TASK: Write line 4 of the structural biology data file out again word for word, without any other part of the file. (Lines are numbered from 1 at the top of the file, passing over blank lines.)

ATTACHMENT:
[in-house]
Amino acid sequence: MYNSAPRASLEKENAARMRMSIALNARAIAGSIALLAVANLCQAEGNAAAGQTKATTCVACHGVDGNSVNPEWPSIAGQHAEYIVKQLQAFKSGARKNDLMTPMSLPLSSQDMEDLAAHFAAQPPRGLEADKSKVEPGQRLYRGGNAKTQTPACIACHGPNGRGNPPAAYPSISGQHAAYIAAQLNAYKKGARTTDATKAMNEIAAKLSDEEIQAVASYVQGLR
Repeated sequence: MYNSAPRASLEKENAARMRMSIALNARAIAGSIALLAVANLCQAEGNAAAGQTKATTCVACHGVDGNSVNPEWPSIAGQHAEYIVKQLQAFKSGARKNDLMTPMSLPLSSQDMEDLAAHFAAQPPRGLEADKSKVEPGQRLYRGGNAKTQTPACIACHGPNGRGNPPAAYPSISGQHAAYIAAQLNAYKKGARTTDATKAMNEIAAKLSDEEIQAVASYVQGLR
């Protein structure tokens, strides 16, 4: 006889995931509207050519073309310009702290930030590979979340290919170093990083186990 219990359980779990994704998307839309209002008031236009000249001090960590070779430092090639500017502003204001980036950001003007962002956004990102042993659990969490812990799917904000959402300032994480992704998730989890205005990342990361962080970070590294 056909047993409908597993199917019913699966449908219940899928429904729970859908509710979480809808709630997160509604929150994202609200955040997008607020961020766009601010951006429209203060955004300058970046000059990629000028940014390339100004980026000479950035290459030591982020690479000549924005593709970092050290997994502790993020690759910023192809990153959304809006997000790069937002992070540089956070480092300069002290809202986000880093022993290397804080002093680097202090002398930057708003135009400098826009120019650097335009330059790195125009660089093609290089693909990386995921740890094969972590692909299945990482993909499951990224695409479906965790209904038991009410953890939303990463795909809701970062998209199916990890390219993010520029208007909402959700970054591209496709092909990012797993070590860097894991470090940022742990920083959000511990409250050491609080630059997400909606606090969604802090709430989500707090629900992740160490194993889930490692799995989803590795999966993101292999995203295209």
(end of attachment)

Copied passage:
């Protein structure tokens, strides 16, 4: 006889995931509207050519073309310009702290930030590979979340290919170093990083186990 219990359980779990994704998307839309209002008031236009000249001090960590070779430092090639500017502003204001980036950001003007962002956004990102042993659990969490812990799917904000959402300032994480992704998730989890205005990342990361962080970070590294 056909047993409908597993199917019913699966449908219940899928429904729970859908509710979480809808709630997160509604929150994202609200955040997008607020961020766009601010951006429209203060955004300058970046000059990629000028940014390339100004980026000479950035290459030591982020690479000549924005593709970092050290997994502790993020690759910023192809990153959304809006997000790069937002992070540089956070480092300069002290809202986000880093022993290397804080002093680097202090002398930057708003135009400098826009120019650097335009330059790195125009660089093609290089693909990386995921740890094969972590692909299945990482993909499951990224695409479906965790209904038991009410953890939303990463795909809701970062998209199916990890390219993010520029208007909402959700970054591209496709092909990012797993070590860097894991470090940022742990920083959000511990409250050491609080630059997400909606606090969604802090709430989500707090629900992740160490194993889930490692799995989803590795999966993101292999995203295209």